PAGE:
“The stabbing took place on the beachside patio area of the bar. Anyone who was in the area and saw the stabbing, or indeed any kind of a disturbance take place, is urged to contact the police as soon as possible. Information can be given in confidence. In addition, if you have any video footage or photographs which were taken in the bar area yesterday we would be keen to view those,” he said

Police confirmed that one line of enquiry being followed was that the attack was not random but that it may have been gang related.

Anyone with information which could assist the enquiry should contact George Town police station on 949-4222, the RCIPS Tip-line on 949-7777 or Crime Stoppers on 800-8477(TIPS).

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Deputy Governor facing ‘plateful’ of issues

| 10/04/2012 | 5 Comments

Deputy Gov sworn in (231x300).jpg(CNS): The opposition leader said Thursday that the new deputy governor, Franz Manderson, was facing a "plateful" of issues when  took up his official role in the Legislative Assembly. As the premier and PPM leader Alden McLaughlin welcomed and congratulated Manderson on his appointment, McLaughlin pointed to some of the hard decisions that he would have to make in his new role and the issues he now faced as head of the public service. “There is much modernisation necessary and many, many matters at the operation level which can do with some real insight and improvement,” the PPM leader said, adding that he felt Manderson had the will “to make right a number of matters that were not right at all.”

McLaughlin pointed in particular to the problem of discipline in the civil service. He said the country could not go on with senior civil servants on what was termed as “required leave” while investigations into why they had supposedly been removed from office dragged on interminably. The opposition leader said that this not only cost the government money but it was also undermining the self-esteem of the service and bringing the whole system into disrepute.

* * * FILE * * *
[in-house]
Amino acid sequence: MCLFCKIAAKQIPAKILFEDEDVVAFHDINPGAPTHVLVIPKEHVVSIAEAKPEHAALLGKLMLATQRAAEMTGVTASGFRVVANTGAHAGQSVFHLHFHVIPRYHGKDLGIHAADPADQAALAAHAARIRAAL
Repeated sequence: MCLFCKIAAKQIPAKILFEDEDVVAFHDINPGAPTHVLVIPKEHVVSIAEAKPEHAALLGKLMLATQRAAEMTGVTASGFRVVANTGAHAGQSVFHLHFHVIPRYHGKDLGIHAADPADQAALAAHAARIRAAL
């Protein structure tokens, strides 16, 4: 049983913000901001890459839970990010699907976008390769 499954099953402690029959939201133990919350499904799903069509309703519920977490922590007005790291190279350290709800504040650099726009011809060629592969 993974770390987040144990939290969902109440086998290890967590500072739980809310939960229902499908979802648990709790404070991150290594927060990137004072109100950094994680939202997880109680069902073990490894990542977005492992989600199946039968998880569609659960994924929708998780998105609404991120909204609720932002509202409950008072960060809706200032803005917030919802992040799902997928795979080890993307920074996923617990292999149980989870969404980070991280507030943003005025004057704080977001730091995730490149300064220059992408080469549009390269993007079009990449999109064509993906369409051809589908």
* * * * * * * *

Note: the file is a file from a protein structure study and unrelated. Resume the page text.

There were many other pressing matters too, he said, regarding the management of the service which were reflected in the Miller-Shaw report. McLaughlin pointed to the issue of civil service benefits which, he said, “everybody seems to tiptoe around because nobody wants to make the really hard decisions,” but he expressed hope that Manderson was the man for the job.

“Mr Manderson has more than a plateful of major issues confronting him immediately,” McLaughlin said. “I believe with his wealth of experience, education, sound judgement and compassionate nature he is well placed to deal with all of this things.”

McKeeva Bush also had lots of praise for the new civil service boss and said he brought “a breath of fresh air” to the post. Bush added that his demeanour would lead to better relations all around and that he had the support of the civil service.

“I believe the civil service … is moving forward into a good era and Mr Manderson as the leader of the civil service with new chief officers who are young and eager to move forward and carry through government policy, this bodes well for the country,” Bush said. The premier added that he was very pleased that Manderson was taking up the post, not least because he was from his district of West Bay and because he was a good Caymanian who was well deserving of the appointment.

Manderson thanked everyone for his welcome and said that since his appointment he had received tremendous support from government, the opposition and the independent member and he was confident that those good relationships would continue.

He said he was taking accountability across the civil service seriously and would be looking to drive down costs. Manderson also revealed that as part of the fourth phase of the review of the civil service there would be a comprehensive review of the various reports that have been done about the changes needed in the public sector.